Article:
Voters could end Dallas County Schools busing

Dallas County voters will soon decide the fate of how thousands of children get to and from school each day.

Dallas County Schools has been under fire for financial mismanagement and a proposition is on the ballot on Nov. 7 that could dissolve the agency.

Before you cast your vote, you'll want to read the proposition very carefully. If you associate "Proposition A" with dissolving DCS, you may think you'd want to vote for the proposition -- but the proposition actually asks if you want DCS to continue. Proponents of the proposition are asking voters to vote no.

Each day, Dallas County Schools is responsible for getting kids in eight school districts to and from school. But the bus service has come under fire after a business venture for side arm cameras ended up losing 50 million dollars.

Texas Senator Don Huffines (Dallas-R) says he's been questioning the agency for two years now.

"I started looking at it when I saw it on my tax bill. It said Dallas Equal Fund,” Huffines said.

The senator is responsible for getting "Proposition A" on the ballot and he doesn't mince words.

"This is a government run bus bureaucracy that is dangerous, unreliable, financially corrupt, and ripping off taxpayers,” Huffines said.

Huffines has a PAC that's pouring money into the campaign to shut down Dallas County Schools.

If voters agree, the school districts that rely on DCS would receive a distribution of the buses.  Then it would be up to each district to either provide bus service on its own or hire a private company.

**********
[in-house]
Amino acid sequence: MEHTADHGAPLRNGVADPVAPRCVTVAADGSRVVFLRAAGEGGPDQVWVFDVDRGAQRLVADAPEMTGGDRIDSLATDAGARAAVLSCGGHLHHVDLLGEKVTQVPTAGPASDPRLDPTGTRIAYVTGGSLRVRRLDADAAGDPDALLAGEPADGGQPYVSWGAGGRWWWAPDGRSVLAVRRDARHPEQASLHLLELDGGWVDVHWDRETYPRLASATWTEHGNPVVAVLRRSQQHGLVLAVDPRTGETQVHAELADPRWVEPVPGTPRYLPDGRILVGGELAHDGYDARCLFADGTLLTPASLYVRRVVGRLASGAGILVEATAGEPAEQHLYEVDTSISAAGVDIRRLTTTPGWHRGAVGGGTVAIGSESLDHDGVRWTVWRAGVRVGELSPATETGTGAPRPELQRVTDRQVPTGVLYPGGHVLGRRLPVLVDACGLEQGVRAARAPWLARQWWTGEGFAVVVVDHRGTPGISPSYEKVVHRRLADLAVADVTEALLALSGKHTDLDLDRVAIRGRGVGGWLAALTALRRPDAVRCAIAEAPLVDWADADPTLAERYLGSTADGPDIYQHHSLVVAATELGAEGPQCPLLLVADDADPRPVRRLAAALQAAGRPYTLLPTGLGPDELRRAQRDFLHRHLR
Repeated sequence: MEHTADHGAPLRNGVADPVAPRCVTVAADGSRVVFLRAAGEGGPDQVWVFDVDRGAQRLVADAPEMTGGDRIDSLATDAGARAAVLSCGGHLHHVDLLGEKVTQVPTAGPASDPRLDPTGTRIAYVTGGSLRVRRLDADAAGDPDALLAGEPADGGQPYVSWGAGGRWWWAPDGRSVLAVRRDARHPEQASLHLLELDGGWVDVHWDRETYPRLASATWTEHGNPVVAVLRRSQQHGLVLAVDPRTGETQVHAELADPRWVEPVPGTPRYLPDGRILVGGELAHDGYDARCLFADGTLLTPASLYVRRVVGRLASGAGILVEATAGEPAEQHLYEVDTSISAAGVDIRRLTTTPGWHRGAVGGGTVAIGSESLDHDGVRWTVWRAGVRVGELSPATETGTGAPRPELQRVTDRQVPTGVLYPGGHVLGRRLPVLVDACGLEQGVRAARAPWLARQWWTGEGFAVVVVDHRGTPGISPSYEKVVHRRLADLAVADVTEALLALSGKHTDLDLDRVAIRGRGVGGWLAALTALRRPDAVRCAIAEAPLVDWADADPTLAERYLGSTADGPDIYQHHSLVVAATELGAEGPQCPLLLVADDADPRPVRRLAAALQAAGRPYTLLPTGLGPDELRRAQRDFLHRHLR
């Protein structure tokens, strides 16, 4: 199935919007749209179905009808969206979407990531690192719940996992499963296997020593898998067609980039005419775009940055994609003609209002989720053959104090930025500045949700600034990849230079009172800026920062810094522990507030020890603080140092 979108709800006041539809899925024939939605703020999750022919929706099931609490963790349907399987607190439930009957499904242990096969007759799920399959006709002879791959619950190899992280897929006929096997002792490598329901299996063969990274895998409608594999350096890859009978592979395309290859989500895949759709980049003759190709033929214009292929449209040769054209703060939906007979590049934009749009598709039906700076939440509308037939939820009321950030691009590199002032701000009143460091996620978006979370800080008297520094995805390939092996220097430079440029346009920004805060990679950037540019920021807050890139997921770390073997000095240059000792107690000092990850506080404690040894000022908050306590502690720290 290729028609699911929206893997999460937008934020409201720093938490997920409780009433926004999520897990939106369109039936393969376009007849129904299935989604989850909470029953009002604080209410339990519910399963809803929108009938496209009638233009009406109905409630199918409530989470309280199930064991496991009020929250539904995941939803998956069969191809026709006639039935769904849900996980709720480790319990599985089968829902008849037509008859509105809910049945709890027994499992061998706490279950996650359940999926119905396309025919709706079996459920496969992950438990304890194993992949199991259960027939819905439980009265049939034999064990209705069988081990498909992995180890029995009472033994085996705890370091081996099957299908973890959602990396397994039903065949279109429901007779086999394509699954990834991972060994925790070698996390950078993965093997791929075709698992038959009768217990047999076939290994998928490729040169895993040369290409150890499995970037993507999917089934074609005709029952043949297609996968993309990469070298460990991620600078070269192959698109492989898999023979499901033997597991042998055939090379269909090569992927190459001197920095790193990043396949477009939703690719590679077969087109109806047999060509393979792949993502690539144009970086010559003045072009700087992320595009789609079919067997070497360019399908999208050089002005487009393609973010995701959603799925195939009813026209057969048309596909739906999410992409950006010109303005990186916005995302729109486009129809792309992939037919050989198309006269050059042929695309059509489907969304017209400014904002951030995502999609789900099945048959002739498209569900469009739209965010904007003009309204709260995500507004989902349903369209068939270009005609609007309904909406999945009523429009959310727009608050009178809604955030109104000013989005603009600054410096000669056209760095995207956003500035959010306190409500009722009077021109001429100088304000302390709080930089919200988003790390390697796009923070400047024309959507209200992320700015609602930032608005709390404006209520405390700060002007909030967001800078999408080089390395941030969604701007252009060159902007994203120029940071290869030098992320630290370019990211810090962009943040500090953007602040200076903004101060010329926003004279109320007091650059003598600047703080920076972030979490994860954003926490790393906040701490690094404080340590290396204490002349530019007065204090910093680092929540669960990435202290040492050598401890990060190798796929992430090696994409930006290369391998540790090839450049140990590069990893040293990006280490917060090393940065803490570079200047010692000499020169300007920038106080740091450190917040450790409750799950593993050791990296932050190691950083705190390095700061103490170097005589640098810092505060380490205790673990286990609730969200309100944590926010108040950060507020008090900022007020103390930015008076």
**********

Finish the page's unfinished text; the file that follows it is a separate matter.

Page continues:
Richardson ISD is one of the districts debating whether it would be cheaper to manage its own bus service.

"If you go with a third party you will see an increase because they are a for profit company. They are making money,” Huffines said.

But a trustee with DCS, who is encouraging voters to preserve the agency, says the agency is the best option for saving money.

"If they have to pull more money out of their general fund for transportation, there will be less money for the children that concerns me greatly,” said trustee Dr. Kyle Renard. "We've already cleaned house, fired everyone involved in mismanagement … We've made tremendous improvements."

Carrollton-Farmers Branch ISD received a quote from a private company that would cost the district $2.4 million more than what it's been paying to DCS.

DCS is funded by both school districts and property taxes. The taxes are charged to residents whether their district uses the service or not.

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